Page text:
It is perhaps fitting that on the week of MLK Day, a group of activists is fighting to clear the name of an African-American boy executed nearly 70 years ago after being hastily convicted of murder. His actual guilt or innocence remains a matter of debate. But the way in which he was charged, convicted and sentenced highlights the deeply entrenched racism in America’s not-too-distant past (and perhaps its present).
In 1944, two young girls were murdered in a small South Carolina town. They were 11 and 7 years old, respectively. Local law enforcement officers quickly named their prime (and perhaps only) suspect: a 14-year-old African-American boy named George Stinney, Jr. He was interrogated without a lawyer after being pulled away from his parents.
The evidence against him would be considered scant in most courtrooms today. His alleged confession, which was central to his conviction, is also now in doubt. Nonetheless, his trial and subsequent conviction started and ended the same day. Not long after that, he was executed by electrocution.
His mug shots show just how young George was. And accounts of his execution reveal that at a mere 95 pounds, he was too small for the adult-sized electric chair that was used to kill him. George remains the youngest person executed in the United States within the last century.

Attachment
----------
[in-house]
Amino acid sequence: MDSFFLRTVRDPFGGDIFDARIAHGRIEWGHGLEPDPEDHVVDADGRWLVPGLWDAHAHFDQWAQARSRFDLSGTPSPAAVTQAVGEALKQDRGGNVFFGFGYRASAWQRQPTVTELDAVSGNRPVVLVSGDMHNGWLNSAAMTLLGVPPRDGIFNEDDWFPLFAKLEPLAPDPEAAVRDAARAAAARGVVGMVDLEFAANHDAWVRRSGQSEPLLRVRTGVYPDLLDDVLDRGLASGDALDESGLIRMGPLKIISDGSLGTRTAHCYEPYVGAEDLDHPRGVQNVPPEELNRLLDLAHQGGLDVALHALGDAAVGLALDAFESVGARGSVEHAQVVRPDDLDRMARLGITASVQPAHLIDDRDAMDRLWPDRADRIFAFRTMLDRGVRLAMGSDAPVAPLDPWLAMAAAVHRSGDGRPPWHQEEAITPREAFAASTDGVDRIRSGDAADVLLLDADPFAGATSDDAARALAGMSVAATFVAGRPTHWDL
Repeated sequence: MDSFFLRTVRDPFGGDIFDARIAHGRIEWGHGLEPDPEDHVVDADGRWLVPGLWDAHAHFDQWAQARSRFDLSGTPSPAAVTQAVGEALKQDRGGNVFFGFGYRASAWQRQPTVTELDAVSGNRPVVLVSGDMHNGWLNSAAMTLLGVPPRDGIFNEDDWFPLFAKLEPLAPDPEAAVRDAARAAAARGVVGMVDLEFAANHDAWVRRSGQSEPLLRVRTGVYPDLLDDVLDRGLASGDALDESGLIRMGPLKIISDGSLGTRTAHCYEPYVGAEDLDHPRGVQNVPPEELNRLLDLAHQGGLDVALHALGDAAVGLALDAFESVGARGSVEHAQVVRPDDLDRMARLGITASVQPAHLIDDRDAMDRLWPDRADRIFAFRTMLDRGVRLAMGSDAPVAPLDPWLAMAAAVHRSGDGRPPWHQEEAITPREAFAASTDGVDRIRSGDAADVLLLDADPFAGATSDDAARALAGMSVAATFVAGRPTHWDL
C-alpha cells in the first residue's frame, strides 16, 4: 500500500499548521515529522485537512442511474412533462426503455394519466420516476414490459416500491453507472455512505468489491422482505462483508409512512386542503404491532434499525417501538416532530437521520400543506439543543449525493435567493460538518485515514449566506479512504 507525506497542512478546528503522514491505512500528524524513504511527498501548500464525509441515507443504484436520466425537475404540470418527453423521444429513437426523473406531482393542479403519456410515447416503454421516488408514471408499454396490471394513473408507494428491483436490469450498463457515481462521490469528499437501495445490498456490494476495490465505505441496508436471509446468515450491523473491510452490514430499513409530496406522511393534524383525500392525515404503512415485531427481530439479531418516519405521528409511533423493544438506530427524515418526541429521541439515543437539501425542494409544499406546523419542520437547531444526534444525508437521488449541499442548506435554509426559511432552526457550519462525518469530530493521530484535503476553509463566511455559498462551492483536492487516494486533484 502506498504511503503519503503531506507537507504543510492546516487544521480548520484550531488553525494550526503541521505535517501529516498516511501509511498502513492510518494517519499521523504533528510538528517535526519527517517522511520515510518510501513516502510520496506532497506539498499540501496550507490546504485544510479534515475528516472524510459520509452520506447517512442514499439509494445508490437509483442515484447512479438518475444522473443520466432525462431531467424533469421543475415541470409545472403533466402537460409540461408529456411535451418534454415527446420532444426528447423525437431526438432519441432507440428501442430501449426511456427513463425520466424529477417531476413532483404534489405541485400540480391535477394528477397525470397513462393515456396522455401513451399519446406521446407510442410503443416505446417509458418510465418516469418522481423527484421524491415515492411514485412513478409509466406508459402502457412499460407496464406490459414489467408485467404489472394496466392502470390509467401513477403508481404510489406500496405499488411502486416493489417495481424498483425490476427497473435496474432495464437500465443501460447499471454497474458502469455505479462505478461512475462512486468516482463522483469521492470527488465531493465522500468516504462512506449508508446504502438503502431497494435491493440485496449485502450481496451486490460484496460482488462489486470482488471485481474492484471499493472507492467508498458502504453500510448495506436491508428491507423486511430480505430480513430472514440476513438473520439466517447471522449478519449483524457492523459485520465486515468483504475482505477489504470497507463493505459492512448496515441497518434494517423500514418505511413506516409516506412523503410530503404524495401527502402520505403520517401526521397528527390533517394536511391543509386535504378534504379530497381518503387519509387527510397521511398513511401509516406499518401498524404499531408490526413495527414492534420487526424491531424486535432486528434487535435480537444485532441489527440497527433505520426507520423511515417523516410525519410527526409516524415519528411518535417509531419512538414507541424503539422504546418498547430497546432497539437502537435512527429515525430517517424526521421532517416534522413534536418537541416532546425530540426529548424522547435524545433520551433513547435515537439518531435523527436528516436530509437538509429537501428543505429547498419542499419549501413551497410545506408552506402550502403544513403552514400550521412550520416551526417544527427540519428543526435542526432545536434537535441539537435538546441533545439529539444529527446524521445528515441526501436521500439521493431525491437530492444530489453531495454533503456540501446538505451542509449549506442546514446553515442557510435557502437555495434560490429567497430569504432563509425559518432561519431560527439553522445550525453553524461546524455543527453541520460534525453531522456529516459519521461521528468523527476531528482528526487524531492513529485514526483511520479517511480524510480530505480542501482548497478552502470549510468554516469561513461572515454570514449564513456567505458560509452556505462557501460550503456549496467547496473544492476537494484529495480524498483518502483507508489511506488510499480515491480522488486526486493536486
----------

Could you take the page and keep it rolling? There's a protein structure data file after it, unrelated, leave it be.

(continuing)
Today, supporters of George Stinney, Jr. argued in front of a judge that the long-deceased boy should be given a new trial; which would essentially be a symbolic gesture at this point. According to news reports, it seems unlikely that the motion for a new trial will be granted. If that’s the case, his supporters say they’ll ask for a pardon from the state instead.
The transcript of the trial has been lost to history, as has most of the evidence presented. There may be no way to determine George’s guilt or innocence at this point. However, the way in which his case was handled represents a clear miscarriage of justice and due process. Until or unless America learns from these mistakes, our justice system is bound to repeat them.
Source: TIME, "New Trial Sought for Boy, 14, Executed in 1944," Jeffrey Collins, Jan. 21, 2014